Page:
What Does a Promotional Video Need To Do?
- Project a sincere message
- Entertain (without making the viewer dizzy!)
- Create a sense of trust
- Identify the 3-5 major attributes of your company, product or service.
Examples of major attributes you can highlight include:
- Specialized experience or training
- How long your company has been in business
- Samples or examples of your work, product or service.
The Use of Testimonials in Video Production
You may want to include testimonials in your video as well. It can be very effective to get one or two of your clients to say how you helped them. To add credibility, when editing testimonials, you’ll want to include their name, title and company a couple of seconds after they appear on screen. This titling is commonly called ‘lower thirds’. You may want to include their company logo, especially if they are from a well known company. To see how long it should be on the screen, actually read the information as though it was the first time you were doing so. This will avoid the lower thirds being on for too long or short of a time.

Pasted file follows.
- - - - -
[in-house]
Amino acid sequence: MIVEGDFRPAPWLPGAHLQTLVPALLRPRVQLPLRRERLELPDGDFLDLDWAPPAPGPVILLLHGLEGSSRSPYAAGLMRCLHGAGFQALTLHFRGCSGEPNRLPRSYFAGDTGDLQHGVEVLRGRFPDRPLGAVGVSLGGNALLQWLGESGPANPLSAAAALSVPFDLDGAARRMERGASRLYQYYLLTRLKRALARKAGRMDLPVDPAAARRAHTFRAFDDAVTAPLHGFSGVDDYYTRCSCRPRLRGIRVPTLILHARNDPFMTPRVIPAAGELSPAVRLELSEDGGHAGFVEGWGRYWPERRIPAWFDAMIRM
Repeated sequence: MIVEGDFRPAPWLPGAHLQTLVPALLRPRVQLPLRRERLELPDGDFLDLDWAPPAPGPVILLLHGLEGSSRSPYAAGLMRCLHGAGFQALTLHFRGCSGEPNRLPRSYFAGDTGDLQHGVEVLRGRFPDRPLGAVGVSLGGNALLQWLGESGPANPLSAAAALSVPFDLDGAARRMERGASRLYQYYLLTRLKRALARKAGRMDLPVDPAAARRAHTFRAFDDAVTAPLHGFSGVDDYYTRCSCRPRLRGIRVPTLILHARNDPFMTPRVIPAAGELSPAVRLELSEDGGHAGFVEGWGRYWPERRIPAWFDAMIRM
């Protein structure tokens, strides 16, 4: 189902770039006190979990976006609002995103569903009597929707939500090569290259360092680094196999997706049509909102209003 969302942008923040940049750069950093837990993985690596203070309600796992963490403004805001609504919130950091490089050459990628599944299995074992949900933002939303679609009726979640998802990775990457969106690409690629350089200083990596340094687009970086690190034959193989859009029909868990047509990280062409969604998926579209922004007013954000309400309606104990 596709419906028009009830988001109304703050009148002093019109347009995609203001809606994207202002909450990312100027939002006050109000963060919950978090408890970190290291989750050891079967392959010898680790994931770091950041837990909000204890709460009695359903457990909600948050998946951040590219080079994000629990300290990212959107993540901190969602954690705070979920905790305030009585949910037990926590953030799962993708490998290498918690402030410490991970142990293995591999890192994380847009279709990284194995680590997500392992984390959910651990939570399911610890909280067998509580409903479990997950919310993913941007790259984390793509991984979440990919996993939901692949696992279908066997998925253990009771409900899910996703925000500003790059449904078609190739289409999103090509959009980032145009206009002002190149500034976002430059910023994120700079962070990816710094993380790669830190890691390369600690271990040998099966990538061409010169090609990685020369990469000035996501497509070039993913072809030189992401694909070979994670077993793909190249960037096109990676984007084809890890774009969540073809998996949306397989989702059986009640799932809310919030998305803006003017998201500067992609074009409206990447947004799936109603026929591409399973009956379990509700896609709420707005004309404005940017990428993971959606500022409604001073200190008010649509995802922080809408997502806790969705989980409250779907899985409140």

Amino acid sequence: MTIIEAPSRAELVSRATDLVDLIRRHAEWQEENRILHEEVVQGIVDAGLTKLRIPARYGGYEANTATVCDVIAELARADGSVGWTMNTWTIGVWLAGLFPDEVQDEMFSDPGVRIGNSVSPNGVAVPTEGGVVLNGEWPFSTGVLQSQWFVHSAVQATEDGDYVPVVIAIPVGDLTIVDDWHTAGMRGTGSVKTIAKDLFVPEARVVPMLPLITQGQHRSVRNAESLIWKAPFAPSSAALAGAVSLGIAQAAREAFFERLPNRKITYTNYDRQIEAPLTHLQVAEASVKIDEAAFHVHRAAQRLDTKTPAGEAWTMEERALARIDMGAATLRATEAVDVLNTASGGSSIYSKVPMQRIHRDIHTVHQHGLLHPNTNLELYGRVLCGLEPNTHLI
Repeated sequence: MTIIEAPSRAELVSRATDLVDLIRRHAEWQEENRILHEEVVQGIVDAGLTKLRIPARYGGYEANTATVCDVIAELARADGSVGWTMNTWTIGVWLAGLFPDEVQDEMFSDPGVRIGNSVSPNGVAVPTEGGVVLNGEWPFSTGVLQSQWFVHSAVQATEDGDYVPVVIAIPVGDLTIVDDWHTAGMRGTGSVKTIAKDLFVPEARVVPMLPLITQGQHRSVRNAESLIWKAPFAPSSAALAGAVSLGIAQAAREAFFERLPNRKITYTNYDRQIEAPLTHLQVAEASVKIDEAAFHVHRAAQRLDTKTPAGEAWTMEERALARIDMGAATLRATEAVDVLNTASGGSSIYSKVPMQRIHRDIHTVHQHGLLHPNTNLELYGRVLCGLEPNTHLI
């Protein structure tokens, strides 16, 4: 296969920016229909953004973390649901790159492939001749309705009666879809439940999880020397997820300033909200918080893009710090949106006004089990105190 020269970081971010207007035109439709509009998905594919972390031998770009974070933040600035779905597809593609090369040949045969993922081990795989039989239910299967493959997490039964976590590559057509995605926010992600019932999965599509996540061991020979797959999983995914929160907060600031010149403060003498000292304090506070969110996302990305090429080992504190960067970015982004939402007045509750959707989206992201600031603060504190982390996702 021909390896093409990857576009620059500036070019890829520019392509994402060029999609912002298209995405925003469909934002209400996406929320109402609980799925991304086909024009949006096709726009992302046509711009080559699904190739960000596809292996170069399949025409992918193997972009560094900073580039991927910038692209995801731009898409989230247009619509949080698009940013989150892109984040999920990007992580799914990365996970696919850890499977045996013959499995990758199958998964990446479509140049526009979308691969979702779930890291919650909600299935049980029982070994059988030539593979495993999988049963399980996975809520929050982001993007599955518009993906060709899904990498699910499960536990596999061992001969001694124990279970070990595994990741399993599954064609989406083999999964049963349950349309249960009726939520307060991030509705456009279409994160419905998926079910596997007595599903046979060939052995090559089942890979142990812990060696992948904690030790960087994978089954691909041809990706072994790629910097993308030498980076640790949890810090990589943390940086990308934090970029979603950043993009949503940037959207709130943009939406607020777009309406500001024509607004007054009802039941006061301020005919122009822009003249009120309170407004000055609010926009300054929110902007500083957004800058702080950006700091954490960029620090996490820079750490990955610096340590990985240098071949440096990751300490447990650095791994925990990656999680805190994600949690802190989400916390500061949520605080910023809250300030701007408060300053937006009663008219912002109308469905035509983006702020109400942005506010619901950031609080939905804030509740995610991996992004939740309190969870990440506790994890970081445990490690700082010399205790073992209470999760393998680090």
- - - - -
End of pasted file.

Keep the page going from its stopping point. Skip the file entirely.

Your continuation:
Now That I’m Done Editing my Promotional Video…
Once you’re done editing your promotional video, it’s time to get it viewed. Like the proverbial tree falling in the forest, people need to view your video! So once you’re done editing it, you’ll need to save it as a file. Make sure you save different versions of it, possibly in different file formats. For instance, you’ll want to save a high resolution version of your finished program for posting on your website and video posting sites such as YouTube and Vimeo. And you’ll want to save a smaller size one in case you want to send it to someone in an email. While you’re at it, you might want to save a QuickTime and WMV version of it too, as large and small sized files. To leap the horns of the outputting dilemma, you may want to just output an Mp4 version, which can be opened and seen on Macs and PC’s.
Even though you’ll have seen the video many times, make sure you watch each version to make sure that it’s not chunking along or has artifacts in it due to it not being of sufficient resolution. You may have to do a fair amount of experimenting to make a small sized file that still looks good when played. So before releasing it to the public, test it before sending the video you’ve spent all of this time filming and editing.